If you've been hired for a temporary contract position, a company has brought you on for a specific purpose and a limited engagement. Whether to complete a single project or because you have a highly specific skillset that is critical to the completion of short-term work, the company has contracted you finish a specific job within a set period of time.
Whether your goal is to secure another contract, land a full-time job at the company, advance your career, or become a contractor by profession, there are a few things you need to do to make the most of the opportunity you've landed.
Here are a few success principles to help you have a rewarding time as a temporary contract worker.
Present your top work
At every job, whether contracting or full-time, it’s important to present strong work. But at a full-time job, you can often take it easy and simply meet expectations rather than exceeding them. For a contractor that wants to make the most of the opportunity they’ve landed, it’s important to invest your full effort for the entire duration of the contract. By doing so, you’ll prove what you can do for the company (or another company) when you’re at your best.
Consistently presenting your top work to the company as a contractor frames you as an asset they can’t even consider losing or that another company desperately wants to capture. Companies that have high-performing contractors sometimes want to keep them on their payroll. Whether that’s by extending the contract to another project or offering a full-time position, if they’re impressed with your work, they might offer more opportunity.
Investing an extraordinary amount of effort into your contract position will be an exhausting and difficult process in the short term, but it can pay dividends in the long run. Whether it’s landing a full-time role with the same employer, having former managers and co-workers who can vouch for your performance, or having a happy former client who can attest to your value as a contractor, putting in the effort during a contract role will help set you up for success after your contract expires.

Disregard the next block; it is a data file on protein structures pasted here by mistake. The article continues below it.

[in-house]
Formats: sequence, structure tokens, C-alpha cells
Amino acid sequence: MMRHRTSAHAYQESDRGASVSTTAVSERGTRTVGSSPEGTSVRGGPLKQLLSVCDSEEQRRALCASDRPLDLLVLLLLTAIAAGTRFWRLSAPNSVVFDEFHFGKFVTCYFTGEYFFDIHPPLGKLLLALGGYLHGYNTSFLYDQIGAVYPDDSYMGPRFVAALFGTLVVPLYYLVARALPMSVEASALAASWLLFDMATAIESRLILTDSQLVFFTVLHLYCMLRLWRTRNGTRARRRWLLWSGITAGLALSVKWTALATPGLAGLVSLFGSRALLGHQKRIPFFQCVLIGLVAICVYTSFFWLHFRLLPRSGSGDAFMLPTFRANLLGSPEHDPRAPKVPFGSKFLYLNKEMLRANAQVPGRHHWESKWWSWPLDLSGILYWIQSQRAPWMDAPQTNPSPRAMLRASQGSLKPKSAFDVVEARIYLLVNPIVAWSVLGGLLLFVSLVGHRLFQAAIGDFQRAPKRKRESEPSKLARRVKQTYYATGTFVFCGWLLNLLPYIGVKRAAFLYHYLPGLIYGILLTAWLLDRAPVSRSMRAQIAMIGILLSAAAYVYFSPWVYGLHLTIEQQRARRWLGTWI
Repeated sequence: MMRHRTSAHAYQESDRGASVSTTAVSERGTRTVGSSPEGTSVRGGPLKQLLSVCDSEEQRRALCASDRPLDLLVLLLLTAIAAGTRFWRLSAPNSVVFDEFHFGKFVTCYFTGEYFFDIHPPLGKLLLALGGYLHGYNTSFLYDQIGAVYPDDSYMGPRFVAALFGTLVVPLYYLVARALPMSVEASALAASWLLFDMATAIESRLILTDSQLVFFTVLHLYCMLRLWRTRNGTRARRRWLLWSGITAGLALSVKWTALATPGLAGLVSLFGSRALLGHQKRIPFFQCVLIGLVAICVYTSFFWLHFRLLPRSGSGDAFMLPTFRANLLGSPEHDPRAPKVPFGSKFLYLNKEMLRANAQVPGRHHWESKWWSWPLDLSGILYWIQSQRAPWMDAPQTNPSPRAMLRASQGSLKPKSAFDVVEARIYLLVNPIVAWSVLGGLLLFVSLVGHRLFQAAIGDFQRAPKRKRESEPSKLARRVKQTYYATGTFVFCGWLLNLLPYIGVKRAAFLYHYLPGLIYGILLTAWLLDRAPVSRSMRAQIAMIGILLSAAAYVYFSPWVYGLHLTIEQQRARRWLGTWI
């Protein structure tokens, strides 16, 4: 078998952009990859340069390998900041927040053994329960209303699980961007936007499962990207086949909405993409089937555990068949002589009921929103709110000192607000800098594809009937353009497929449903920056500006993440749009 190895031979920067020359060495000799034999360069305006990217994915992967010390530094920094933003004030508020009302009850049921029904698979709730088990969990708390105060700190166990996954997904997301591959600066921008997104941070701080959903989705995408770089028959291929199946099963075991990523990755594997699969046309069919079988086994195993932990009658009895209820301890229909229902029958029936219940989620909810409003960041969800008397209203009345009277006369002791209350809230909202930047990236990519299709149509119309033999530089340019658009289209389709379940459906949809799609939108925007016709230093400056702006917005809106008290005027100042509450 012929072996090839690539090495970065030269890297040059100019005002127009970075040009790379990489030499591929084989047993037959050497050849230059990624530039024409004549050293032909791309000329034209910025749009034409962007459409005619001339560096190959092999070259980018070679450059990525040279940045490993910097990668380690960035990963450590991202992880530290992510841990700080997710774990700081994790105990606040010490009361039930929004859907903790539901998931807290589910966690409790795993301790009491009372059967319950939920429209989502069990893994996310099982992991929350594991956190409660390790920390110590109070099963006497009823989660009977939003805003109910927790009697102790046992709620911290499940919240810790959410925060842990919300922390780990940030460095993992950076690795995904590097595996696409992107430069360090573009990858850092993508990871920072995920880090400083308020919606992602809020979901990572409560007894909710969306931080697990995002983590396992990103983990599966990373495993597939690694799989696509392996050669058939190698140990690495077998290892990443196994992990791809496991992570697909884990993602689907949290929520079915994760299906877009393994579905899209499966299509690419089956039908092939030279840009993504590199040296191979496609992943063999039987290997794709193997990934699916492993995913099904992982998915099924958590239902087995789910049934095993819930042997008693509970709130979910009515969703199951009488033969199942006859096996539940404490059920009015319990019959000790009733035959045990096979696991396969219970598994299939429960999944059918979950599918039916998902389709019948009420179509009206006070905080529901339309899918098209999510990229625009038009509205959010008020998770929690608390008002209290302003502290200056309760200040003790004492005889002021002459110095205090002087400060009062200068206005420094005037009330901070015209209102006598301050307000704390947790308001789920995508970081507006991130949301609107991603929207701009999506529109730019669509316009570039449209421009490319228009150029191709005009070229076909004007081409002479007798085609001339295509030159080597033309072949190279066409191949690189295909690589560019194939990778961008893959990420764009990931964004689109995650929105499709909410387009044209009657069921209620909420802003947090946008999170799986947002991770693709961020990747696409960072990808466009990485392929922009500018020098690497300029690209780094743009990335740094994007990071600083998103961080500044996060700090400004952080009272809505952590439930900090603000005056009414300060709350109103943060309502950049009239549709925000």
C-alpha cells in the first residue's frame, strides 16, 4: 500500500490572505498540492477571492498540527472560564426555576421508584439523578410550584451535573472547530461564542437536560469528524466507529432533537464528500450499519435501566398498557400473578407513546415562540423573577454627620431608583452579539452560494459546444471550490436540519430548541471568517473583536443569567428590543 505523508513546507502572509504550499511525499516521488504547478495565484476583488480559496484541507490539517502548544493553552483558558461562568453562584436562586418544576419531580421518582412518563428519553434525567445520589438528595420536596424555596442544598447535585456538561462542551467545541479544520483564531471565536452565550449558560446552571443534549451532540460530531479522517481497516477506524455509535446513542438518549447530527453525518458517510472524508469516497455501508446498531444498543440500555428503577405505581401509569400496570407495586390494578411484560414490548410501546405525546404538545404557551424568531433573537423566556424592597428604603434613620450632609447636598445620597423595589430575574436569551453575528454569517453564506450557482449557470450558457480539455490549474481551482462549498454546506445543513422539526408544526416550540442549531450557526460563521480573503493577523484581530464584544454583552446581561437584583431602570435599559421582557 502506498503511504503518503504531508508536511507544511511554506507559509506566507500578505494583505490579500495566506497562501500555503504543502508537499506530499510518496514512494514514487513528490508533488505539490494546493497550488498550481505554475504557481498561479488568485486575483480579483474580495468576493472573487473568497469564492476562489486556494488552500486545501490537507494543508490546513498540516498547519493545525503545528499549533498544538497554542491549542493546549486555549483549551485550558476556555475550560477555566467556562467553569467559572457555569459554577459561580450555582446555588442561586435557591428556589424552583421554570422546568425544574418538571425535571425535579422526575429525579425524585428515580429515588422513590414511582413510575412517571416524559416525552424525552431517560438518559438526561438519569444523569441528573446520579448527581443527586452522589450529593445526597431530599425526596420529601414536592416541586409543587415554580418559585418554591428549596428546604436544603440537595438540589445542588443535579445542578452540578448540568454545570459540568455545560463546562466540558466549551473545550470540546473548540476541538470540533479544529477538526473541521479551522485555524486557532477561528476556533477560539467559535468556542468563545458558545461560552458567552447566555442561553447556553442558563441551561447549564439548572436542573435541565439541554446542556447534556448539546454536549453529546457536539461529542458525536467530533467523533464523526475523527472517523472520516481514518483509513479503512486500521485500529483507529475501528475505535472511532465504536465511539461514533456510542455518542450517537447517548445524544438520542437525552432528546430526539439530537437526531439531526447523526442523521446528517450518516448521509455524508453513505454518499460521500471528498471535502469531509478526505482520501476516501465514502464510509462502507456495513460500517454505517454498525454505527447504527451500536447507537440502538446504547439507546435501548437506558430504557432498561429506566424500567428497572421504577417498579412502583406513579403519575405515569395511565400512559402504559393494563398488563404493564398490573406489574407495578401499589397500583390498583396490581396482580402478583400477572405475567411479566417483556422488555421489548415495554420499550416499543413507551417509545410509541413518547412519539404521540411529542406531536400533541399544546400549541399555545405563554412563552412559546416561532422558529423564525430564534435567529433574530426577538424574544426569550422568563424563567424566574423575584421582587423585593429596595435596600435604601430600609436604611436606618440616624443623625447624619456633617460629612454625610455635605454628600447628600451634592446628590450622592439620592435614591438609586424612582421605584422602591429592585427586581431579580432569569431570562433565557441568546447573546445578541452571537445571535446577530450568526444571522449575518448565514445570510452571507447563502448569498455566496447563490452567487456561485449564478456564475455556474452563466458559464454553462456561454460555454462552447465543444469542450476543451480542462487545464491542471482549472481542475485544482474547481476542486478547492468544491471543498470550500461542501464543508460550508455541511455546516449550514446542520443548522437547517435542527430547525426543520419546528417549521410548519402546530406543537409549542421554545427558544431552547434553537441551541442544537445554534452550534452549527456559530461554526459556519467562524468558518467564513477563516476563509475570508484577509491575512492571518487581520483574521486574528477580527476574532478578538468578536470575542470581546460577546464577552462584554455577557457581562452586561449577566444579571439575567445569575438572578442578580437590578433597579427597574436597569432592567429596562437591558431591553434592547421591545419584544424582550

Focus on relationships
At a full-time job, networking is a nice side activity that helps you advance your career, meet new like-minded professionals, and ensure your ability to find a new job when you want to look for greener pastures. At a contract job, you should consider networking as an integral part of your process. If you want to make the most of your contract position, make networking your top priority outside your normal day-to-day duties.
Focus on networking both within and outside the company you’re contracting for. Within the company, develop relationships with your manager and co-workers. Try to meet executives in your department and get to know them. Introduce yourself to everyone you can, get to know them, and talk about your work. That way, if you want to stay on for a full-time position or get more contract work, you’ll have people on the inside who’d be willing to vouch for you staying on board.
As you’re working your contract position, you’ll be able to find opportunities to network with people outside the company - client companies, service providers, companies in the same industry, consultants, and more. Take every chance you can get away from your day-to-day to meet and chat with these people. They and their companies will be prime targets for your job search or people you can reach out to for more contract work.
Ask for solid pay
In lieu of benefits, it’s cheaper for companies to offer contractors more money. They save a ton on taxes and benefits while offering you the ability to pay for your own insurance, invest in your retirement savings, and more out of pocket. But it’s on you to make sure you’re getting paid fairly at a contract position. When you get into wage negotiations with the company and benefits are not on the table, make sure you ask for a better hourly rate.